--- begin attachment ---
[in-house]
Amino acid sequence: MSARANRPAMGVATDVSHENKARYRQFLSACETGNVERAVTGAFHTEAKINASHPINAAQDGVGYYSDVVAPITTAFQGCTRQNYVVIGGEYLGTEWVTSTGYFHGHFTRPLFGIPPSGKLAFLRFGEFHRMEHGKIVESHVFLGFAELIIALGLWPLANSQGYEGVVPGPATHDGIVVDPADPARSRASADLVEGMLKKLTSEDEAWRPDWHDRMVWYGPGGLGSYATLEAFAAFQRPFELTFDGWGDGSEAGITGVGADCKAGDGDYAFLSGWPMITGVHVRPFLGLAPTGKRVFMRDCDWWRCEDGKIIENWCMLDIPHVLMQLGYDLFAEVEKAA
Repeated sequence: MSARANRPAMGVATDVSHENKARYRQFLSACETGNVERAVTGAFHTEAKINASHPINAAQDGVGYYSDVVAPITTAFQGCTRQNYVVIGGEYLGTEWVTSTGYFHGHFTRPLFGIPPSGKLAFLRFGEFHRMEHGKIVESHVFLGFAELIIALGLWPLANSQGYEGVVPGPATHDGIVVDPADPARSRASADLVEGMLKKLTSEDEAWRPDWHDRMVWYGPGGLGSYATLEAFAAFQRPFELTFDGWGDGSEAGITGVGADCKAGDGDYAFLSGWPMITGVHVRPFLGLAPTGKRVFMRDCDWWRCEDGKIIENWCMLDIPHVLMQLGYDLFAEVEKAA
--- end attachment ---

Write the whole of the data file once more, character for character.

[in-house]
Amino acid sequence: MSARANRPAMGVATDVSHENKARYRQFLSACETGNVERAVTGAFHTEAKINASHPINAAQDGVGYYSDVVAPITTAFQGCTRQNYVVIGGEYLGTEWVTSTGYFHGHFTRPLFGIPPSGKLAFLRFGEFHRMEHGKIVESHVFLGFAELIIALGLWPLANSQGYEGVVPGPATHDGIVVDPADPARSRASADLVEGMLKKLTSEDEAWRPDWHDRMVWYGPGGLGSYATLEAFAAFQRPFELTFDGWGDGSEAGITGVGADCKAGDGDYAFLSGWPMITGVHVRPFLGLAPTGKRVFMRDCDWWRCEDGKIIENWCMLDIPHVLMQLGYDLFAEVEKAA
Repeated sequence: MSARANRPAMGVATDVSHENKARYRQFLSACETGNVERAVTGAFHTEAKINASHPINAAQDGVGYYSDVVAPITTAFQGCTRQNYVVIGGEYLGTEWVTSTGYFHGHFTRPLFGIPPSGKLAFLRFGEFHRMEHGKIVESHVFLGFAELIIALGLWPLANSQGYEGVVPGPATHDGIVVDPADPARSRASADLVEGMLKKLTSEDEAWRPDWHDRMVWYGPGGLGSYATLEAFAAFQRPFELTFDGWGDGSEAGITGVGADCKAGDGDYAFLSGWPMITGVHVRPFLGLAPTGKRVFMRDCDWWRCEDGKIIENWCMLDIPHVLMQLGYDLFAEVEKAA